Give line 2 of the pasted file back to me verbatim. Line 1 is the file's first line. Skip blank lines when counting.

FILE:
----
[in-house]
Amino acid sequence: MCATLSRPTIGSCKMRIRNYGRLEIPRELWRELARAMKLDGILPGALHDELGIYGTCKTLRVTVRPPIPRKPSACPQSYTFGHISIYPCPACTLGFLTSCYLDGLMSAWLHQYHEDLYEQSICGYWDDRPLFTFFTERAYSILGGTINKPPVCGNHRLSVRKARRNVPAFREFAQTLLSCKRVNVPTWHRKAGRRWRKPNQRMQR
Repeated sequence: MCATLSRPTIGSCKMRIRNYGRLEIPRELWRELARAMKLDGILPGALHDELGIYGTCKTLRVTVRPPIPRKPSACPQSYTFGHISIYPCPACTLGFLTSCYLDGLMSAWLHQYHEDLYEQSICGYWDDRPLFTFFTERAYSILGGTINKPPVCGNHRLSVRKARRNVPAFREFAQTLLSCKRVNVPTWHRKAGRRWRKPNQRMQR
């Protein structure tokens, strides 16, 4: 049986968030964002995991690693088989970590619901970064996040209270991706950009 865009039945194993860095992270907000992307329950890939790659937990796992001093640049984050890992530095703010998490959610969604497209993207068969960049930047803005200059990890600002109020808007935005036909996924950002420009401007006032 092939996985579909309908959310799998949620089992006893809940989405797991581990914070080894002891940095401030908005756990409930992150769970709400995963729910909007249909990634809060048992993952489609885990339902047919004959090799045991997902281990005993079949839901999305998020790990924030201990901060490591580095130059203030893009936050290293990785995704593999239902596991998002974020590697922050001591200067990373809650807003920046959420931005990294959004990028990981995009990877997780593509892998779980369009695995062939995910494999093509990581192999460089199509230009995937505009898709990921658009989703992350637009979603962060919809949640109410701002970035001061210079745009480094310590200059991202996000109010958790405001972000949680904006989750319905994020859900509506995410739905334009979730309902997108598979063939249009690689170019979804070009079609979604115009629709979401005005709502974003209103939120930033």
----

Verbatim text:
Amino acid sequence: MCATLSRPTIGSCKMRIRNYGRLEIPRELWRELARAMKLDGILPGALHDELGIYGTCKTLRVTVRPPIPRKPSACPQSYTFGHISIYPCPACTLGFLTSCYLDGLMSAWLHQYHEDLYEQSICGYWDDRPLFTFFTERAYSILGGTINKPPVCGNHRLSVRKARRNVPAFREFAQTLLSCKRVNVPTWHRKAGRRWRKPNQRMQR